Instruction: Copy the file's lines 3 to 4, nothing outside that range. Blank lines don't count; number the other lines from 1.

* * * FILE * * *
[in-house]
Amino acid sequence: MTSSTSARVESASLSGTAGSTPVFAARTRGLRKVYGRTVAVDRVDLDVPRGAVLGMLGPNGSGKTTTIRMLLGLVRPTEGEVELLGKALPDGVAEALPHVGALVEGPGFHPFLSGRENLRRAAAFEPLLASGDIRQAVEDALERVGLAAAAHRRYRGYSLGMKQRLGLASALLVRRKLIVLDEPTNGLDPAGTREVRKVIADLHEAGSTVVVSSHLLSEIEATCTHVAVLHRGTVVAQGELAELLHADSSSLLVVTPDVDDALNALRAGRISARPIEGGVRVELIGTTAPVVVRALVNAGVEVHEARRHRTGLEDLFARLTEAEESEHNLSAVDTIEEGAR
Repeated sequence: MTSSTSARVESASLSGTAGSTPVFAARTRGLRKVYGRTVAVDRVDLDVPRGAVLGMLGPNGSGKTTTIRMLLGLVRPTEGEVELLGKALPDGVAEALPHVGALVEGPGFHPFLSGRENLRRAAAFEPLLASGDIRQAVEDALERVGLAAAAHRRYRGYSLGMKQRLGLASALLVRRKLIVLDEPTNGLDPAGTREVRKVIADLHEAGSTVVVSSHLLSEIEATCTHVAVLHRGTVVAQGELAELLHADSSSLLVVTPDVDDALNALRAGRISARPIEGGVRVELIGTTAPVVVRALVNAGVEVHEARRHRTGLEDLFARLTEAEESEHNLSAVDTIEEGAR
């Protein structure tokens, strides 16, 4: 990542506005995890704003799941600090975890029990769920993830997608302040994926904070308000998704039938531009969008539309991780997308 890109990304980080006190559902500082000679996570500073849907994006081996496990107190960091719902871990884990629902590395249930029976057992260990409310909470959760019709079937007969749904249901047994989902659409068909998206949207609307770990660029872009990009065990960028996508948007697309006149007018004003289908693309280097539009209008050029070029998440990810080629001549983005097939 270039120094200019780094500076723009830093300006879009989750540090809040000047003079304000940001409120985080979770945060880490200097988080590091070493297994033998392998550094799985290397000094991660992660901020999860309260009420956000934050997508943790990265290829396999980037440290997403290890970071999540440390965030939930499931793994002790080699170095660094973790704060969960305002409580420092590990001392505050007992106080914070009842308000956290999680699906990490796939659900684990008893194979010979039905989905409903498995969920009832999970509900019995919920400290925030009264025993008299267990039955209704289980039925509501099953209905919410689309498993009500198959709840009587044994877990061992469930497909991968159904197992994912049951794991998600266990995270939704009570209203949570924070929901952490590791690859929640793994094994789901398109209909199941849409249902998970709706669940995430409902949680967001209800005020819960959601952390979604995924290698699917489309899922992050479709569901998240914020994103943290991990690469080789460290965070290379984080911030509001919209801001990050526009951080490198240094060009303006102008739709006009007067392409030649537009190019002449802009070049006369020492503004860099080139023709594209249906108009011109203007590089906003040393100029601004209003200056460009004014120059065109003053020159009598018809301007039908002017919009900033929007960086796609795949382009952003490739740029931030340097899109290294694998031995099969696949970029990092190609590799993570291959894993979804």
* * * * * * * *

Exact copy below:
Repeated sequence: MTSSTSARVESASLSGTAGSTPVFAARTRGLRKVYGRTVAVDRVDLDVPRGAVLGMLGPNGSGKTTTIRMLLGLVRPTEGEVELLGKALPDGVAEALPHVGALVEGPGFHPFLSGRENLRRAAAFEPLLASGDIRQAVEDALERVGLAAAAHRRYRGYSLGMKQRLGLASALLVRRKLIVLDEPTNGLDPAGTREVRKVIADLHEAGSTVVVSSHLLSEIEATCTHVAVLHRGTVVAQGELAELLHADSSSLLVVTPDVDDALNALRAGRISARPIEGGVRVELIGTTAPVVVRALVNAGVEVHEARRHRTGLEDLFARLTEAEESEHNLSAVDTIEEGAR
């Protein structure tokens, strides 16, 4: 990542506005995890704003799941600090975890029990769920993830997608302040994926904070308000998704039938531009969008539309991780997308 890109990304980080006190559902500082000679996570500073849907994006081996496990107190960091719902871990884990629902590395249930029976057992260990409310909470959760019709079937007969749904249901047994989902659409068909998206949207609307770990660029872009990009065990960028996508948007697309006149007018004003289908693309280097539009209008050029070029998440990810080629001549983005097939 270039120094200019780094500076723009830093300006879009989750540090809040000047003079304000940001409120985080979770945060880490200097988080590091070493297994033998392998550094799985290397000094991660992660901020999860309260009420956000934050997508943790990265290829396999980037440290997403290890970071999540440390965030939930499931793994002790080699170095660094973790704060969960305002409580420092590990001392505050007992106080914070009842308000956290999680699906990490796939659900684990008893194979010979039905989905409903498995969920009832999970509900019995919920400290925030009264025993008299267990039955209704289980039925509501099953209905919410689309498993009500198959709840009587044994877990061992469930497909991968159904197992994912049951794991998600266990995270939704009570209203949570924070929901952490590791690859929640793994094994789901398109209909199941849409249902998970709706669940995430409902949680967001209800005020819960959601952390979604995924290698699917489309899922992050479709569901998240914020994103943290991990690469080789460290965070290379984080911030509001919209801001990050526009951080490198240094060009303006102008739709006009007067392409030649537009190019002449802009070049006369020492503004860099080139023709594209249906108009011109203007590089906003040393100029601004209003200056460009004014120059065109003053020159009598018809301007039908002017919009900033929007960086796609795949382009952003490739740029931030340097899109290294694998031995099969696949970029990092190609590799993570291959894993979804």